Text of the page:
When the Political is Personal

I'm a butch lesbian, and, as long as I can remember, I have had my gender mistaken on a daily basis. These incidents range from being called "sir" to being chased out of restrooms and locker rooms by security guards to anti-queer and anti-trans harassment on the street
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Perhaps one of the most painful human experiences is being criticized or attacked simply for who you are, how you look or what you believe -- a rejection of your very person and embodiment. Unfortunately, ours is a culture that seems to thrive on violently enforcing existing systems of power by devaluing human life and devaluing certain human lives, in particular. Apparently, those in positions of privilege have decided their power and self worth must be based on taking down others and treating difference as license to attack. And when you are on the receiving end of those attacks, it is not always easy to step back and reflect on how these personal assaults arise from a political context that feeds on racism, sexism, homophobia, transphobia and a host of other fears.

I can't speak to experiences of others, but I know from my own that disentangling that personal hurt from the political context is no easy task. In fact, it has taken me a lifetime. I'm a butch lesbian, and, as long as I can remember, I have had my gender mistaken on a daily basis. These incidents range from being called "sir" to being chased out of restrooms and locker rooms by security guards to anti-queer and anti-trans harassment on the street. Probably because of my white skin privilege, I have never been physically assaulted, though I have faced threats of violence. Of course, on some level I understood that these experiences were about my transgressing the gender binary, but emotionally I experienced them as personal -- an individual affront and rejection of me and my appearance. I also worked at a LGBTQ rights organization for seven years, where I fielded literally thousands of calls about anti-queer harassment and discrimination and heard countless stories of people being beaten, fired and denied services and housing simply for how they looked, who they were, and whom they loved. You'd think, then, that, given my life experience, I wouldn't be surprised when 15 years ago my colleagues and I faced a vicious personal attack for our work with queer youth.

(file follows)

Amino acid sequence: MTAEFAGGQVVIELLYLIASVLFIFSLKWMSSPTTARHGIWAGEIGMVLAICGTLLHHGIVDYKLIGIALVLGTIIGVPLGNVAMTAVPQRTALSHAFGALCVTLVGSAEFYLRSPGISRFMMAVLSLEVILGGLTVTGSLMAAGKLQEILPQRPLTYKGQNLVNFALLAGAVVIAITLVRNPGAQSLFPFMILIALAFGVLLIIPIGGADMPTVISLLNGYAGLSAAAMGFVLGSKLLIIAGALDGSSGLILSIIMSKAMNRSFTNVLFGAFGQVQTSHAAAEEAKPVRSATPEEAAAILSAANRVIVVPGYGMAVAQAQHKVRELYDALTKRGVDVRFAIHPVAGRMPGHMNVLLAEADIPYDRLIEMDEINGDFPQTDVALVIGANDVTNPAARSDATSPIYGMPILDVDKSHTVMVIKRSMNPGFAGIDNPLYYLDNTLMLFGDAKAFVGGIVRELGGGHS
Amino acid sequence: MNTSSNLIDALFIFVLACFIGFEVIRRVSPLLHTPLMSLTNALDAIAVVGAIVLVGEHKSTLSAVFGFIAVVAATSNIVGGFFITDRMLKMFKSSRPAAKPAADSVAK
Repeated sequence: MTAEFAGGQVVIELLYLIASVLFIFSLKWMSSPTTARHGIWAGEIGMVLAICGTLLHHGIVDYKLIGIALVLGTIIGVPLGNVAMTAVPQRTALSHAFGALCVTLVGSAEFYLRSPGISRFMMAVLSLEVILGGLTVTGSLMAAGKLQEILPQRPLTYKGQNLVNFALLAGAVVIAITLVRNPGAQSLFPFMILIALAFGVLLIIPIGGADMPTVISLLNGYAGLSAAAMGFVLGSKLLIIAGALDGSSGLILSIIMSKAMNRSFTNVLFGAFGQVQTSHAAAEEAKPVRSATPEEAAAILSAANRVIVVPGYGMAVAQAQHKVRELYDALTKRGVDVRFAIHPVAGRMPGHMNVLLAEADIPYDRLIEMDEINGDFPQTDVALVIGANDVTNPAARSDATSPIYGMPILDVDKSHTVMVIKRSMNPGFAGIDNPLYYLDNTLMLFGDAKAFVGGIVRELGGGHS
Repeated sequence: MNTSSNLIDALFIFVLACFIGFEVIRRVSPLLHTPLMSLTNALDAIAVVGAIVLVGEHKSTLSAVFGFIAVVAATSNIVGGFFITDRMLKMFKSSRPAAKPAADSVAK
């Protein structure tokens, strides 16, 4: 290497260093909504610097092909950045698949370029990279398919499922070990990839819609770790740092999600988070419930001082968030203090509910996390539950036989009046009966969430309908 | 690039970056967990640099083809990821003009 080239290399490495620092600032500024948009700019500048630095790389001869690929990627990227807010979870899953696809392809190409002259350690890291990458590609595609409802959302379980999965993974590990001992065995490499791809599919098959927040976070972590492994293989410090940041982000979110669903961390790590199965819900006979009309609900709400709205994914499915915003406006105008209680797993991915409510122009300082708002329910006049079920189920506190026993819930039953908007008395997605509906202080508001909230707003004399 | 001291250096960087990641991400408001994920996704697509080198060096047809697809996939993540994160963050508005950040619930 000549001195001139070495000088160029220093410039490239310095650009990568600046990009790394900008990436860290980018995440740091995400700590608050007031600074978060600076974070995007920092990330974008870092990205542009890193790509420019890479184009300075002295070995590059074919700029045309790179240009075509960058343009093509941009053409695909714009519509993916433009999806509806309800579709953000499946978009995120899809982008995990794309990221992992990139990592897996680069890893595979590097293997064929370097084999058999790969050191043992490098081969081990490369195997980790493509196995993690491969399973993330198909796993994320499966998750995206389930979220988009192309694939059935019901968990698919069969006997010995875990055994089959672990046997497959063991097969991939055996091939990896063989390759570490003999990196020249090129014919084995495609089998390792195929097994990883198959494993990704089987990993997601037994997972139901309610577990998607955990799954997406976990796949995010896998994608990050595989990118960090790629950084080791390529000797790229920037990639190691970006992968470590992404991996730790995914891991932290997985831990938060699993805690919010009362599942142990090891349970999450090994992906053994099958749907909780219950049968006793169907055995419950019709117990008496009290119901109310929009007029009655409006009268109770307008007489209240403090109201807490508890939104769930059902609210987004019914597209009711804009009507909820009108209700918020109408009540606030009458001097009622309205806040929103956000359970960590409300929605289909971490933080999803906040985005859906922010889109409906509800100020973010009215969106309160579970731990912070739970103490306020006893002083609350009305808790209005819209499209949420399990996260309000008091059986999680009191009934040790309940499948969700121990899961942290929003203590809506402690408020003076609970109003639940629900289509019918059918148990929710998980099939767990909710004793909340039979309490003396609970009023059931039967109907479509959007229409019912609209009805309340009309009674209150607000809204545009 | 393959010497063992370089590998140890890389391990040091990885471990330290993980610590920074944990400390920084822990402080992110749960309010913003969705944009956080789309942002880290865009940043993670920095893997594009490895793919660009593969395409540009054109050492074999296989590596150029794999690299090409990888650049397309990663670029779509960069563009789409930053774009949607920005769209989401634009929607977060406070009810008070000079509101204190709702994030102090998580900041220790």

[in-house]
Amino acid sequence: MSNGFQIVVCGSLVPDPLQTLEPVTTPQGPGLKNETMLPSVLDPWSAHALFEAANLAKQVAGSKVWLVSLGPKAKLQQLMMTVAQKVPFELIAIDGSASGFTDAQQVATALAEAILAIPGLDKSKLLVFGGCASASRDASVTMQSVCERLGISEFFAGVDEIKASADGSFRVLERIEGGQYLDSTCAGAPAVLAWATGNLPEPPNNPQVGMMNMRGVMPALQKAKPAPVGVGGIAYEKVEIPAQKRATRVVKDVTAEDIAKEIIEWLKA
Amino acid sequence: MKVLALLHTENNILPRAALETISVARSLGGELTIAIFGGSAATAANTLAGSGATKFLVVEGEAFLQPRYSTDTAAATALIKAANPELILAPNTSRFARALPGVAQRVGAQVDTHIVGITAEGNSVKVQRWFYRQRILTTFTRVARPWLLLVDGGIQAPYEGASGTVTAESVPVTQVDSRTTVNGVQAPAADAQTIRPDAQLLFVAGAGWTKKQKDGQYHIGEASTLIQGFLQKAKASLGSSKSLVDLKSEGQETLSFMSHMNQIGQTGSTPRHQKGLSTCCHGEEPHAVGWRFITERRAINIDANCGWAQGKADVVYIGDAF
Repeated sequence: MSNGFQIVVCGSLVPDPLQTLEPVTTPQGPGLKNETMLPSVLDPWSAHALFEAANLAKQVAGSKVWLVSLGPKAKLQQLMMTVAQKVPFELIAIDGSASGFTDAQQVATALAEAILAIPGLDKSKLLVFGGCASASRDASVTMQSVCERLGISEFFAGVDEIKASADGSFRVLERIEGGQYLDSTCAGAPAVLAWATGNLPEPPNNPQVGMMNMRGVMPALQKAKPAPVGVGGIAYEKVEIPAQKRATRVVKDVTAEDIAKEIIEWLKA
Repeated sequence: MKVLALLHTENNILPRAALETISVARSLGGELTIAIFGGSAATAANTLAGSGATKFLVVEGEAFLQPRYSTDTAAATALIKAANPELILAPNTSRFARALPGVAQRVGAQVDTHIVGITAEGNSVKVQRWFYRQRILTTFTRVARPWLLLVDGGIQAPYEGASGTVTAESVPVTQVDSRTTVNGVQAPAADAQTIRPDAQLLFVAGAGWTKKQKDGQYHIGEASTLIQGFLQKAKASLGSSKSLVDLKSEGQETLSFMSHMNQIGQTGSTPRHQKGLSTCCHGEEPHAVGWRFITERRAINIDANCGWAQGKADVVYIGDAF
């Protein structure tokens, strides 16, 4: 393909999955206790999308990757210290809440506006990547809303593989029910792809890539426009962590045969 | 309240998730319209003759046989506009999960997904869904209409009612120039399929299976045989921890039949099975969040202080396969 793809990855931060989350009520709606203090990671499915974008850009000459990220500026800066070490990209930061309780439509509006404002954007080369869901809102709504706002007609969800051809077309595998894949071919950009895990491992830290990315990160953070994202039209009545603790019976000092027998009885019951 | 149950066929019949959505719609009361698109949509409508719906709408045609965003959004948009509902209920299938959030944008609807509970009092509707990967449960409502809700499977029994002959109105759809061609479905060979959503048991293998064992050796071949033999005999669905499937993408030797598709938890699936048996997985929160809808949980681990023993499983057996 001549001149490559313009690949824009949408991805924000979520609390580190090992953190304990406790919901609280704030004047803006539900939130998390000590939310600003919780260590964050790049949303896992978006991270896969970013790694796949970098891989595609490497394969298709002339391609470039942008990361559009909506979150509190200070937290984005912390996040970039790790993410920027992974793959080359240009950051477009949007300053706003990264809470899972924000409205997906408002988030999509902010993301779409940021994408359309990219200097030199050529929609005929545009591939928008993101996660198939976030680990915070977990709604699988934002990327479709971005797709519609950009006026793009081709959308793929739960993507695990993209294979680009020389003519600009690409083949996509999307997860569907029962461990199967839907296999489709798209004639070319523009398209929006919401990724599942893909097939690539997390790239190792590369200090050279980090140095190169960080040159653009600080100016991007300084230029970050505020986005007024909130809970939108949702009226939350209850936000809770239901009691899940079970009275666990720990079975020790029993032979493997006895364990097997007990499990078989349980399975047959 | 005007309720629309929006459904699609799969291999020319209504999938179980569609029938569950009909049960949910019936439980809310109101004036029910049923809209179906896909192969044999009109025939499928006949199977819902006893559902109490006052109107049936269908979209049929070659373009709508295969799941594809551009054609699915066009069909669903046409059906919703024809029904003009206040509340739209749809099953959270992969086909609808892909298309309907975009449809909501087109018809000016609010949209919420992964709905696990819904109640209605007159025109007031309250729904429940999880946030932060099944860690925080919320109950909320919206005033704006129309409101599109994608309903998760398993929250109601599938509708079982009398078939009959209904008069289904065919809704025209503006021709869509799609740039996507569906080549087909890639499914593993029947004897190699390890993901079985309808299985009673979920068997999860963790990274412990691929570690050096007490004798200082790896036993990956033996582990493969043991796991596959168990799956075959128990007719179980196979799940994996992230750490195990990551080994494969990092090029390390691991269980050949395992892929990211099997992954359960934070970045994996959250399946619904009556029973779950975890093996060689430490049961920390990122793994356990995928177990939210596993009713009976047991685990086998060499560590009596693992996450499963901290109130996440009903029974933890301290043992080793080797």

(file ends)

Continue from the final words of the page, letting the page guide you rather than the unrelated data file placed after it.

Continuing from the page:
I won't go into the hateful details, but suffice it to say a religious right group targeted us for our work supporting the rights of queer youth to honest, accurate information about their sexuality. My colleague and I lost our jobs over the incident, we faced vicious attacks about ourselves and our work in the media, and we received hate mail and death threats. In short, we were scapegoated. What's worse the religious right group behind the attack succeeded in undermining the work we and others were doing to try and create safe spaces for queer young people.

Even though intellectually I understood the attack was taking place in a political context, it felt personal because the religious right group made it personal. They called out our sexual orientation, our behavior, our professionalism and our judgment. They attacked the program we ran, but they also attacked us personally. We were targeted for who we were and with whom we working -- queer young people.

The attack was in many ways personal, but it was also intensely political and arose from a particular cultural and historical moment. As personal as it felt, I see now that the incident had almost nothing at all to do with me and/or my colleagues. We were merely symbols of all that the right hated and convenient foils in a highly charged, take-no-prisoners culture war. I failed then to understand that, on some level, the confrontation was never about me, even though it sure felt that way. By personalizing the political and holding it as my individualized and private hurt, I gave even more power to the religious right, conceding -- not that they were correct -- but that the incident was about individuals and individual behavior, not larger principles of justice and morality and a critically important political battle.

More recently, I've been wrestling with how to understand and locate power within personal affronts that arise from our messed-up political and cultural context. I'm coming to understand my self and embodiment as a disruptive political force that can and should provoke the world. In a recent lecture, scholar Cathy Cohen encouraged her listeners to embrace deviance and said: "The price of being on the side of normal is you must participate in the neoliberal process of excluding and give up the cause of radical transformation."

Let me, then, plant myself firmly on the side of deviance, understanding that personal attacks can be signs of political disruption. Any of us, who by our appearance, our choices, our actions, our desires, or our beliefs challenge existing power structures -- whether based on sexism, homophobia, transphobia, racism, or able-ism -- are queering the status quo and performing acts of resistance and transformation. So I am learning (albeit slowly) to stand secure, even in the face of personal attacks, because I believe that those attacks are also potent signs of the ability we each have to disrupt corrosive systems of power that tell so many of us that we are less than fully human.

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